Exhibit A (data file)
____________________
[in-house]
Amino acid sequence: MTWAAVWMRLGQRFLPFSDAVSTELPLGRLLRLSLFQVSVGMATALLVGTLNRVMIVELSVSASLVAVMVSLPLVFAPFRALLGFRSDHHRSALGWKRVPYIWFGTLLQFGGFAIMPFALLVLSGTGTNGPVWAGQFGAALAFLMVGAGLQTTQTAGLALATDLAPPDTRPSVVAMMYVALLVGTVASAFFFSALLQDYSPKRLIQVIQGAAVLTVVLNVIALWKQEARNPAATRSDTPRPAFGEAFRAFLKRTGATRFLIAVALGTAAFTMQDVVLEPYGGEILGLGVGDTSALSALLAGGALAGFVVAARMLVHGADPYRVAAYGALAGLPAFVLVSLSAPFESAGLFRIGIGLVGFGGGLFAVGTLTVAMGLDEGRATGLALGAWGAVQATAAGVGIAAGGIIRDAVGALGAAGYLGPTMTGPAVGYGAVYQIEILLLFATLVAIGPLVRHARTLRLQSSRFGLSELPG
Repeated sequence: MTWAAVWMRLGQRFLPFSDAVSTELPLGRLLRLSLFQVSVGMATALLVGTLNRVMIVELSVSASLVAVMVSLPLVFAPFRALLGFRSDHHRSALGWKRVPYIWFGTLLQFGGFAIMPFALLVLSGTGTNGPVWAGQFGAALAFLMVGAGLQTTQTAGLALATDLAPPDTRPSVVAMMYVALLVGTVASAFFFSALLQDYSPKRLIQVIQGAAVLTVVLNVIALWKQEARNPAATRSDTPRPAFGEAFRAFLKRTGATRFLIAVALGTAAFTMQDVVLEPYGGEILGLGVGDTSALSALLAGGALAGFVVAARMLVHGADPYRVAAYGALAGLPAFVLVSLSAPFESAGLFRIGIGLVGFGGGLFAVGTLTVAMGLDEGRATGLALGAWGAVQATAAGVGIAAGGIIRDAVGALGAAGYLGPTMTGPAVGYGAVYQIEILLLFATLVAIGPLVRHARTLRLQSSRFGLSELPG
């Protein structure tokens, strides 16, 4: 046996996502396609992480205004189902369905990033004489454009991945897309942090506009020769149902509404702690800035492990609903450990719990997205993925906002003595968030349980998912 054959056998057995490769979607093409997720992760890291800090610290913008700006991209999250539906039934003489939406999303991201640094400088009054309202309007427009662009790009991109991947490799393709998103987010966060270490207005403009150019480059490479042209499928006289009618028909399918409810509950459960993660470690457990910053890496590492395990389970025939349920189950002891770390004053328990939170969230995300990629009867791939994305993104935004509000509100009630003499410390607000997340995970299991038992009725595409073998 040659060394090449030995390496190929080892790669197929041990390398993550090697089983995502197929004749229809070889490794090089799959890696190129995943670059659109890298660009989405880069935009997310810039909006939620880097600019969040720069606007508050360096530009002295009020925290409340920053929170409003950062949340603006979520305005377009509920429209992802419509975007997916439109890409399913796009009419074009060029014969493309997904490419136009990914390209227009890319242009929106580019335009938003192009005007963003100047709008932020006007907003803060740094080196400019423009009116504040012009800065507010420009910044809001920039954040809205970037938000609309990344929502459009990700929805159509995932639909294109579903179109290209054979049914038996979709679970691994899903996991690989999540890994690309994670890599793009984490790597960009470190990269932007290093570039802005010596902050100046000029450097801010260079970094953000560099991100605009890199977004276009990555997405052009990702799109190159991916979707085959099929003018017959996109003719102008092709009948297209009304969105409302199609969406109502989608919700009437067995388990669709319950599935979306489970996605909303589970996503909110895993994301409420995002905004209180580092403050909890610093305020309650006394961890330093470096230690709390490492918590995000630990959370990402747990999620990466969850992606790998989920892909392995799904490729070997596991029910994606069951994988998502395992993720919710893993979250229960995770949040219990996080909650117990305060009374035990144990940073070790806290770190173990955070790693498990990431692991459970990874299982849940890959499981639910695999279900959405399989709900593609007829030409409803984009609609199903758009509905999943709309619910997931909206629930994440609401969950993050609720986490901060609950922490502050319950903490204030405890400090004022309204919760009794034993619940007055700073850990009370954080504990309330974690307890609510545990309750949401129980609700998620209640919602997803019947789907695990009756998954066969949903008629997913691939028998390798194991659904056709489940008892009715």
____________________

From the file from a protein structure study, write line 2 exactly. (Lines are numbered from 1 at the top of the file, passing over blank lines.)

Amino acid sequence: MTWAAVWMRLGQRFLPFSDAVSTELPLGRLLRLSLFQVSVGMATALLVGTLNRVMIVELSVSASLVAVMVSLPLVFAPFRALLGFRSDHHRSALGWKRVPYIWFGTLLQFGGFAIMPFALLVLSGTGTNGPVWAGQFGAALAFLMVGAGLQTTQTAGLALATDLAPPDTRPSVVAMMYVALLVGTVASAFFFSALLQDYSPKRLIQVIQGAAVLTVVLNVIALWKQEARNPAATRSDTPRPAFGEAFRAFLKRTGATRFLIAVALGTAAFTMQDVVLEPYGGEILGLGVGDTSALSALLAGGALAGFVVAARMLVHGADPYRVAAYGALAGLPAFVLVSLSAPFESAGLFRIGIGLVGFGGGLFAVGTLTVAMGLDEGRATGLALGAWGAVQATAAGVGIAAGGIIRDAVGALGAAGYLGPTMTGPAVGYGAVYQIEILLLFATLVAIGPLVRHARTLRLQSSRFGLSELPG